“For every single person, the body is the place in which the most internal and the most external meet…”
– Chauvet, The Sacraments, p. 1
I have always found Lent and the Triduum to be my favorite days of our liturgical calendar. I’m often met with strange looks when I confess that to others. In the years I have reflected on it, I think it comes down to the symbols and the rituals we use during these 40+ days. Mass and our liturgies are beautiful throughout the year, but for me nothing compares to the liturgies over these days of the Triduum, where I feel the most connected to my faith.
Last night we celebrated one of the most beautiful liturgies of the year, Holy Thursday. From start to finish, the liturgy engages all of our senses. It is the same liturgy every year and it never fails to move me to tears. The smell of the incense as the procession began was a reminder that it was a special celebration. The loud crashing sounds of the final chimes of the church bells which usually ring hourly but won’t be heard again until the Vigil on Saturday night seemed to reach into the Church and into me. The sight of my community, washing one another’s feet is the most poignant for me. Friends, families, and strangers knelt down at one another’s feet, just as the Scriptures describe Jesus doing, to show the love we have for one another. I watched as they washed with care and genuine love for one another that was palpable. It was such an intimate and beautiful act to witness and be a part of. And seemed to me to be exactly what we need in the world today. The taste of the bread and wine at Eucharist, our last Mass and full celebration until Saturday. And the touch of my knees onto the ground, as we knelt while the procession of the Blessed Sacrament into its place for the evening began.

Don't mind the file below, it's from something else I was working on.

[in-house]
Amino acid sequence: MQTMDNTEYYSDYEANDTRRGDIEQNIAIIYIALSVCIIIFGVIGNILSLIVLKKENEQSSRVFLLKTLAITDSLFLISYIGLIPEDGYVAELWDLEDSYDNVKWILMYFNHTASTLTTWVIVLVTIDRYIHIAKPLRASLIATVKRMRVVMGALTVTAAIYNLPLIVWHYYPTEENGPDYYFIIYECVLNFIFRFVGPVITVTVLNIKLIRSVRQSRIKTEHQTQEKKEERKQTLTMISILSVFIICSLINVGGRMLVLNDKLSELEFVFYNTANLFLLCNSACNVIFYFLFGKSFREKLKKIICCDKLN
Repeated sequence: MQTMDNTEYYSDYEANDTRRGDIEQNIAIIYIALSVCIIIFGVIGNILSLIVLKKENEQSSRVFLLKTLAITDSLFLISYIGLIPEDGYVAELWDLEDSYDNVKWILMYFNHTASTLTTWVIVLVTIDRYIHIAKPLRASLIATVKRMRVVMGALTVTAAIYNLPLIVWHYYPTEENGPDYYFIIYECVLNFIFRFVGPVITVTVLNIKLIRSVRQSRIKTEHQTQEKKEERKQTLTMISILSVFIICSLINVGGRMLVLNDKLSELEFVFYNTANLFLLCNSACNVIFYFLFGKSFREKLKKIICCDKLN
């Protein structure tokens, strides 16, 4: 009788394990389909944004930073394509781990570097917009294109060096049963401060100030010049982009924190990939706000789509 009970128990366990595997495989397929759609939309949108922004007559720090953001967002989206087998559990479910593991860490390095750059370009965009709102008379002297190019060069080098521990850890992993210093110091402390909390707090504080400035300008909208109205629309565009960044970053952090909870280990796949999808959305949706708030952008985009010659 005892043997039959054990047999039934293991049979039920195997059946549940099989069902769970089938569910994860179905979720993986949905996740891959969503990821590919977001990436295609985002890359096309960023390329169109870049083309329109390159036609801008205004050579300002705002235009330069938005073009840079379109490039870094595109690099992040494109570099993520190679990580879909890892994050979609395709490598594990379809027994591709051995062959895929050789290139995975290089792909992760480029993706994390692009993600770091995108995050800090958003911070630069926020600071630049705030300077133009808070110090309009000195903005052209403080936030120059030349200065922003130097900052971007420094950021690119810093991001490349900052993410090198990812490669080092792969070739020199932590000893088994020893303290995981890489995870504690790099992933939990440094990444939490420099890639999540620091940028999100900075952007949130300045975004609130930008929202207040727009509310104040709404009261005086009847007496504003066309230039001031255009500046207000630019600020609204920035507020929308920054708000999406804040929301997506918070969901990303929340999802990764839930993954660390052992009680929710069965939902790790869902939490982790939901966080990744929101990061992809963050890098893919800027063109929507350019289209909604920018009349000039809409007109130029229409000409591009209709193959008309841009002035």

Today, while our senses are still utilized, the liturgy is largely about absence. The silence through the somber day of prayer and reflection today on Good Friday and into Saturday morning while we wait for the Resurrection seems to bring a certain quiet and hush to my world, one that is constantly full of sights and sounds. The absence and the bareness helps me enter spiritually into these days where I must confront what I need to die to in my own life. It’s uncomfortable and unfamiliar. But we must go through it to get to Easter.
At the Easter Vigil, we will again share in a liturgy that is rich and engages every sense. We begin in darkness, I imagine in those hours between Christ’s death and resurrection, his followers felt like they too were living without light. We will smell the smoke from the fire and hold candles “But now we know the praises of this pillar, which glowing fire ignites for God’s honor, a fire into many flames divided, yet never dimmed by sharing of its light…” (The Exultant). We will hear the story of our salvation history proclaimed followed by the The Exultant, telling us our Easter joy of the sacred night: “This is the night, when Christ broke the prison-bars of death and rose victorious from the underworld.” We will again participate in the celebration of the Liturgy of the Eucharist and taste the body and blood of Christ. I know that I will feel within me the celebration of God’s love for the world and will share in the joy of Christians throughout the world celebrating together, through all of rich symbols and rituals of this liturgy.